Well, that’s fine too. I’ll explain.

If my lesson did go wrong, is it such a big deal? I am training to teach after all! I’m not supposed to be perfect. Even if all my lessons went wrong, and I failed my teacher training program, that’s ok too! I’d never have to teach a hyperactive group of teenagers again.

(As it turned out, I did really well in my teacher training, and was certified by the world’s top university in education, and went on to teach for 10 years in one of the only schools in the country that offered philosophy and meditation to all children. So my fears were very much unnecessary!)

Letting go of fear is about understanding there’s no such thing as a bad outcome. Either things go according to your wishes and that’s great. Or things don’t go to plan, and you learn from the experience and move on.

At this point, people start citing examples like what if you’ve been raped or tortured or beaten up. How is that a good thing? Obviously, I’m not saying it’s a good thing. But I’m say there’s still space there to turn that very negative experience into something that can help others. I haven’t been through these experiences so I can’t speak for them, but you can go ahead and speak to such victims and you’ll find some who’ve turned that experience into an organisation or charity to help others out of such circumstances.

There’s nothing you need to fear. Whatever happens, it’s a learning experience for you.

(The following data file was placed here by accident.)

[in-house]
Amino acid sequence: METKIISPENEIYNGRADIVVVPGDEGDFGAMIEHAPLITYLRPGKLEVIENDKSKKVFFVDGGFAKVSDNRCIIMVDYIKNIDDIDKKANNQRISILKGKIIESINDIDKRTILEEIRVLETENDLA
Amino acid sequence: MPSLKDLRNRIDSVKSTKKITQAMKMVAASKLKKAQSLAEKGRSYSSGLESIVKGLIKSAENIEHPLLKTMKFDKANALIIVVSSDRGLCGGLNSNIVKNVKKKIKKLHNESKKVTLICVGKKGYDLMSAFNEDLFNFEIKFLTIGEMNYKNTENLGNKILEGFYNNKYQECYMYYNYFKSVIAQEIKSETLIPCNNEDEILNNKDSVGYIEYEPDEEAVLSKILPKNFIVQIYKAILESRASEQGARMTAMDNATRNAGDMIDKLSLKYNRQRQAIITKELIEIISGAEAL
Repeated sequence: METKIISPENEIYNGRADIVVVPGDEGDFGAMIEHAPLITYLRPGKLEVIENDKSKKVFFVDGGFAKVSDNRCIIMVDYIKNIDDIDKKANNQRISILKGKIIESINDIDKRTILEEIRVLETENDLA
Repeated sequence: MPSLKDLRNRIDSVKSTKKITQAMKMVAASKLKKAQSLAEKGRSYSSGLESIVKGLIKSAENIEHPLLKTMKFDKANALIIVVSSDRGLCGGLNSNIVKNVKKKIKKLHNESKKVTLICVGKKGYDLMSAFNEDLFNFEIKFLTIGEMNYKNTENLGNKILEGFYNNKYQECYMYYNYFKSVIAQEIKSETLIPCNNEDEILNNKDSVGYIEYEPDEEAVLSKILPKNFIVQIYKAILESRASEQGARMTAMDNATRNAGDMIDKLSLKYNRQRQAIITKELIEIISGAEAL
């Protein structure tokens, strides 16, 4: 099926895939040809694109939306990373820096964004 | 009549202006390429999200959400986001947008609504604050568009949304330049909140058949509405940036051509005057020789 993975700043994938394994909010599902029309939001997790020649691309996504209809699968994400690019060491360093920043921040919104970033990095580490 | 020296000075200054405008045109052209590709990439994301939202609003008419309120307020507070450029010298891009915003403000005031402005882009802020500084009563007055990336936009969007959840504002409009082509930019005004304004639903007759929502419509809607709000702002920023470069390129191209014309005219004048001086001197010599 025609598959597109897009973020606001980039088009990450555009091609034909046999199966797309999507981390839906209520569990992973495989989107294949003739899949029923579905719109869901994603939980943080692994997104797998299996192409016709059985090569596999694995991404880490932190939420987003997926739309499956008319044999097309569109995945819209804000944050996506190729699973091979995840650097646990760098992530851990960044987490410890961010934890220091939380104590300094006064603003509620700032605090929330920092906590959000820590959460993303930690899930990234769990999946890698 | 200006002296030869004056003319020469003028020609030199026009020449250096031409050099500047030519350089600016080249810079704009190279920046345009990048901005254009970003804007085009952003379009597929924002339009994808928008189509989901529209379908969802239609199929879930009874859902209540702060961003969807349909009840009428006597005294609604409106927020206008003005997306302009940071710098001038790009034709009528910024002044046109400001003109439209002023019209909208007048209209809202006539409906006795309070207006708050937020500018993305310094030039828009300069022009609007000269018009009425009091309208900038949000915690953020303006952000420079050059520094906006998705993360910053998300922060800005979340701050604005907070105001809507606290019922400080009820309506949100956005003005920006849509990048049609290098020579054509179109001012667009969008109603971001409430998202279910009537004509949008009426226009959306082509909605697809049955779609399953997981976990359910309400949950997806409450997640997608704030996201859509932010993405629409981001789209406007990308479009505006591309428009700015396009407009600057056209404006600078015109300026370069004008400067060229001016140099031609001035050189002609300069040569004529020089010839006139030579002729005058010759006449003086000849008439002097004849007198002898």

Story: Who put that Big, Stinky Pile of Dung on my Doorstep?

One famous story by my buddy Ajahn Brahm is the story of the truckload of dung.

What would you do if one day you woke up, and a big truckload of shit was piled up outside your home? You didn’t order it. You didn’t ask for it. You didn’t do anything to cause it. But there it is - huge, smelling and steaming away outside your home.

You could complain about it. That won’t help. You could shout at it. That’s just make you lose your voice. You could grab some of it, and show it to your friends. That would probably make your friends run away.

You know what the best thing to do with a truckload of dung is? Take a shovel, and dig it into your garden. Step by step, you can put all that shit deep into the ground. Eventually all that fresh shit will be deep in the earth.

Then, you plant a tree. Or maybe you already have a tree. Here in England, we used to have a lovely apple tree at the back of our garden. If I was in India, I’d plant a nice mango tree.

All that dung turns into nutritious, fresh compost. That compost nourishes your tree, and you end up with fresh, juicy, sweet, delicious mangoes! Do you like mangoes? I think everyone does.

You turned a situation that seemed frustrating or scary into something wonderful. Even more wonderful than if you hadn’t received that lovely big pile of shit outside your home! Who would have thought you would benefit from shit - but you do!

See fear in the same way, like that shit.

Take your fear and dig it into the ground so you can enjoy decades of juicy mangoes.

Discovering the Strange Effects of Fear